Okay, before we begin, and I tell you how to visit Naples as a day trip from Sorrento, I don’t really like Naples. In fact, I kind of hated it. But I still want to share my tips for having a day out there from the beautiful seaside resort of Sorrento or as a potential day itinerary if you are spending a bit longer in the city. I’ve found it is a subjective city where you either love it or hate it, and I fell into the latter.
Despite disliking it, I did manage to have a full day out there and I didn’t actually cry once. I based (okay, followed word for word) Sam Sparrow’s AMAZING advice on Naples and what to do there after reading her fantastic blog post about Naples approx 1838464 times before I visited. Naples is an intense city that felt incredibly different to Rome, which I expected, but it is definitely a lot more gritty, raw and a tiny bit unsafe. View Post
Doing a free walking tour is the best way to begin exploring any city. Since doing one in Prague in 2016, they are something I always consider when travelling to a new city – especially one I’ve never been to before.
As I was arriving in Rome by myself, a city (a country) I’ve never been to before and I don’t speak any Italian, taking a free walking tour was the logical step for me to gain my bearings and not get hopelessly lost every five minutes.
Oh my god Sorrento is divine. I wasn’t really sure what to expect – I had heard good things but I didn’t know if it would be my cup of tea or if it would live up to the hype. After twelve intense days in Rome, relaxing by the seaside in the beautiful little town that is Sorrento. It was the best way to spend the rest of my time in Italy.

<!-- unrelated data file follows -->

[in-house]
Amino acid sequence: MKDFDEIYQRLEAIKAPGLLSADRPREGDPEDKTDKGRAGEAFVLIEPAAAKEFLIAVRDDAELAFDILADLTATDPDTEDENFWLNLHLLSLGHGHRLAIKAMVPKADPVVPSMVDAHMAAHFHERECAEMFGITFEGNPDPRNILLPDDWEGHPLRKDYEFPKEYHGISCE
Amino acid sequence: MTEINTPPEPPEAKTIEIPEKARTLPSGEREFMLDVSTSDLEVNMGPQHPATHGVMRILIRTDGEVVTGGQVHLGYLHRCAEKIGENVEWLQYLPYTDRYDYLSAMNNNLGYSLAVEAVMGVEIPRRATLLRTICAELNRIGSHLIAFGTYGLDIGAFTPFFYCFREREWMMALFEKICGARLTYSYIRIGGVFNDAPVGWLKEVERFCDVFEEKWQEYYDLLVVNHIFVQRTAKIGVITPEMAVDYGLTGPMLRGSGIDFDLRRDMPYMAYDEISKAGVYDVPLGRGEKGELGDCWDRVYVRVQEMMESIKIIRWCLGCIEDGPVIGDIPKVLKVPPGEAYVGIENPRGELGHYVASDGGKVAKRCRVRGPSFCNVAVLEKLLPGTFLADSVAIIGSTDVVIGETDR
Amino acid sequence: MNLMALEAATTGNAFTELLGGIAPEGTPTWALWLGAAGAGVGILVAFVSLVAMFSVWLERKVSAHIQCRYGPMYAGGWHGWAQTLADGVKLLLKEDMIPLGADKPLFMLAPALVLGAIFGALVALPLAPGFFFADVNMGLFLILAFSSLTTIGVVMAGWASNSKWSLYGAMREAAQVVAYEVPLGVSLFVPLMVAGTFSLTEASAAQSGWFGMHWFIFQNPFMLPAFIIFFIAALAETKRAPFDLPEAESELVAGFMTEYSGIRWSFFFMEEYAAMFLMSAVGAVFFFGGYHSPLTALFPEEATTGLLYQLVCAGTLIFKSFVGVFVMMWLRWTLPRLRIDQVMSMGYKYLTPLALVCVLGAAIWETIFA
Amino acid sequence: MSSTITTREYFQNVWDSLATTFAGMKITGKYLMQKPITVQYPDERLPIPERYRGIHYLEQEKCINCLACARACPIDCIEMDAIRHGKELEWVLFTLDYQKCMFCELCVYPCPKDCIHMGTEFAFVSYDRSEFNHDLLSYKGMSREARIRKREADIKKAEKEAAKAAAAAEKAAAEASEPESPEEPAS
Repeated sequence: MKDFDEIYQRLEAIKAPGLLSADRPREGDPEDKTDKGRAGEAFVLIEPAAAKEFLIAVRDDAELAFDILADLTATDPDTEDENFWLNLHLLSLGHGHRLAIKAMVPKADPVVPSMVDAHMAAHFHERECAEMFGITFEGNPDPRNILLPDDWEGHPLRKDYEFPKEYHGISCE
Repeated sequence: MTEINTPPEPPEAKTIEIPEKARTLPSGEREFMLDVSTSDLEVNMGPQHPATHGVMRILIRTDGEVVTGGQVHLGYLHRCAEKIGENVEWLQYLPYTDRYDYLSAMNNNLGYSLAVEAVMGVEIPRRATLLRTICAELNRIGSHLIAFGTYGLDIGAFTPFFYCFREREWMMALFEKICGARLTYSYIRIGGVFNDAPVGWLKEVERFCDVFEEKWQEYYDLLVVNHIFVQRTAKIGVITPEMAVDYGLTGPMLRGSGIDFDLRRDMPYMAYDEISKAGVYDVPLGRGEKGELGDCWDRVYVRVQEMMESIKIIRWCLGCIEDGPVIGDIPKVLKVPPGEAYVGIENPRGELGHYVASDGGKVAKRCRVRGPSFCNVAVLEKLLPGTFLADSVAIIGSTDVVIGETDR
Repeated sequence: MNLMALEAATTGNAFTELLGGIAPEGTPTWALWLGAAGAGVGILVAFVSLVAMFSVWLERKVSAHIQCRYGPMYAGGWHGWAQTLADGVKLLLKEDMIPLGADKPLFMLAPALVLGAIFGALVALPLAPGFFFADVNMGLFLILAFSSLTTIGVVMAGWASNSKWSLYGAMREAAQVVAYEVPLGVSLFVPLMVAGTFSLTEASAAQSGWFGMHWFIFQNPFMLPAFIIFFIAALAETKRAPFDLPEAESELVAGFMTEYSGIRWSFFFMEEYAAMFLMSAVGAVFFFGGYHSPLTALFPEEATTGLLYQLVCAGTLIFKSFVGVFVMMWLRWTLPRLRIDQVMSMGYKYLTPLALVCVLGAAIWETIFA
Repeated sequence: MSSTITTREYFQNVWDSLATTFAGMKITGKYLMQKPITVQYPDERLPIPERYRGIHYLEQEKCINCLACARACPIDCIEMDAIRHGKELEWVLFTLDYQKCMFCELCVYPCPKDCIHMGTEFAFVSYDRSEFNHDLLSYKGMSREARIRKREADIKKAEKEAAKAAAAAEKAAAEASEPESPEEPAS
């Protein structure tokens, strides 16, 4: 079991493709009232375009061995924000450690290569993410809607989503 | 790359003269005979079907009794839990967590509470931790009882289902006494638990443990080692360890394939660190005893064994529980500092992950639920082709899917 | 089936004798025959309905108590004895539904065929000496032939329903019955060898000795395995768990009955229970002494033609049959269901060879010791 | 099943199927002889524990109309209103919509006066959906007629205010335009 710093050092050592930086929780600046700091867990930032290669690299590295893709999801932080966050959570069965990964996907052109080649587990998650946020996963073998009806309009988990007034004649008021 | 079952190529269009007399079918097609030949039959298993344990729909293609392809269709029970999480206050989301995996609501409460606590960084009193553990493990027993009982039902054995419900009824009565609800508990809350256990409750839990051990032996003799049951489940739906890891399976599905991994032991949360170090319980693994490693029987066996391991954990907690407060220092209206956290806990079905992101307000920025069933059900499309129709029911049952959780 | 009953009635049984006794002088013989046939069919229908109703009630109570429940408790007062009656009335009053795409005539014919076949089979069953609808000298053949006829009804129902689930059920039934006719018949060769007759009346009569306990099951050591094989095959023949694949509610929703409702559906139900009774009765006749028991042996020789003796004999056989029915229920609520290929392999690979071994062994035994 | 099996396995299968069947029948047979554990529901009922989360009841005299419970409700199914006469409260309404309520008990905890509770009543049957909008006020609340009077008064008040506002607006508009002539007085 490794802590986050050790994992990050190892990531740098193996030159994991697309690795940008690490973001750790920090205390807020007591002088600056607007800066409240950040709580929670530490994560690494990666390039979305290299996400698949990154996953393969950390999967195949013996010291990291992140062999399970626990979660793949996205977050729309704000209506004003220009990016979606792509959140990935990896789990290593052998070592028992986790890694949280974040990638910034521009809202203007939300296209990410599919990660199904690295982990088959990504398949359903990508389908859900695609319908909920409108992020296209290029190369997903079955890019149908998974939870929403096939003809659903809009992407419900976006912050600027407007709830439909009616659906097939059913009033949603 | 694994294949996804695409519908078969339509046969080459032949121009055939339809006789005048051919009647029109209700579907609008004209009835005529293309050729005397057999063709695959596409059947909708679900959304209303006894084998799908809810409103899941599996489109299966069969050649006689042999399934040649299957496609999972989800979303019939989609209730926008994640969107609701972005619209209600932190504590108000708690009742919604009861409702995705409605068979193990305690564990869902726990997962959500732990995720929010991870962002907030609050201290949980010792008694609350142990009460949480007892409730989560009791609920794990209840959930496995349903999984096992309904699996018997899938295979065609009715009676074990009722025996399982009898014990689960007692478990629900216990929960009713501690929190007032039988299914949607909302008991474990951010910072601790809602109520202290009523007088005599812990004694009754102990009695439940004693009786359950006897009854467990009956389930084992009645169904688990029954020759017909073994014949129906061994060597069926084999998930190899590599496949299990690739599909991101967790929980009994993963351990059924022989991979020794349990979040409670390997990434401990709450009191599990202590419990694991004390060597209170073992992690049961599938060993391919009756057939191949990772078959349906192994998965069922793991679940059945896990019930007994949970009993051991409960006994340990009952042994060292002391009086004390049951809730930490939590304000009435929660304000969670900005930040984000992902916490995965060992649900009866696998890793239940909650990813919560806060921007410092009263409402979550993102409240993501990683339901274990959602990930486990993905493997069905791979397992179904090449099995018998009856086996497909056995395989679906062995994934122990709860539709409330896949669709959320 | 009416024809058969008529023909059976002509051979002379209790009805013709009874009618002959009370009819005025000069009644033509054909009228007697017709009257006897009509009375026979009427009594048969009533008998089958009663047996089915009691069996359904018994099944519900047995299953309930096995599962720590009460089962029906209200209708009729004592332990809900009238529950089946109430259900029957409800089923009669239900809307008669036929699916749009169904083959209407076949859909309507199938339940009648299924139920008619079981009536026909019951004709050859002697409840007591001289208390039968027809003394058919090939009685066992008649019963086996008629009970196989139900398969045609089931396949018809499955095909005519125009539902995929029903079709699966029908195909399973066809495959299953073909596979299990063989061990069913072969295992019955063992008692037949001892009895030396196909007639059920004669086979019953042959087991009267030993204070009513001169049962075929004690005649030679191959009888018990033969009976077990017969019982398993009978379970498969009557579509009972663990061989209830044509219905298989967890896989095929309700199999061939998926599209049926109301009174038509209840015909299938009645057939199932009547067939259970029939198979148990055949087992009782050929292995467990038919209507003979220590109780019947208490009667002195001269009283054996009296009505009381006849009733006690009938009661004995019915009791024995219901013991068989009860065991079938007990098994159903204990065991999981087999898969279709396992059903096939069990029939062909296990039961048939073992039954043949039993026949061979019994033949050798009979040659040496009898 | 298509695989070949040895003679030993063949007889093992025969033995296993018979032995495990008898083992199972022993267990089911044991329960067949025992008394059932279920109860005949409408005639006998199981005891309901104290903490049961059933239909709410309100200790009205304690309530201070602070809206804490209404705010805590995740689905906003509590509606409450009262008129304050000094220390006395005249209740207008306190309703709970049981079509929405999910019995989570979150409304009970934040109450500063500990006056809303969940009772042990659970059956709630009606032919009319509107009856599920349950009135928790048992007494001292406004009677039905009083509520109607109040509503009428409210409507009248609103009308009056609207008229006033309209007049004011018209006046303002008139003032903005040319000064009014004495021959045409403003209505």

I found Sorrento to be the perfect base for exploring Campania. It is a bit cheaper and less busy than the likes of Amalfi and Positano on the Amalfi Coast and 100 million times nicer than the biggest city in the area, Naples. It is the perfect mix of seaside town with a Napoli flair.
Rome is a lot. There is a lot there. It is a very old city with thousands of years worth of history spanning across different eras in time from the Romans to the Papacy and the Renaissance to unified Italy and post-1945 Rome. I knew I would be fascinated by the history side of things (History student and all) but even I was shocked by the sheer scale of on-your-doorstep sites literally around every corner.
The history of Rome through the ages is blended seamlessly into the modern Italian city and you will find yourself stumbling onto beautiful and ancient things as you make your way down the sweeping boulevards and tiny cobbled streets that make up the city. I was in Rome for 12 days which is a long time to spend in one city and it is safe to say I’ve done nearly everything that will be on most weekend visitors to-see list.
I’ll be honest, I didn’t love Rome to begin with. In the first couple of days it didn’t sing to me and I was worried about spending nearly two weeks somewhere that I disliked as much as Paris. And now I’m so thankful I had all that time. Because Rome grew on me a lot and I got used to the bustling Roman way of life.
Before arriving from Stansted to Ciampino I had never set foot in Italy before. I had no prior knowledge of the culture or way of life before arriving aside from what I had researched. I don’t speak any Italian and can only do a hello or a thank you. I knew nobody in the city, hell the country. And I was going to spend six days there on my own.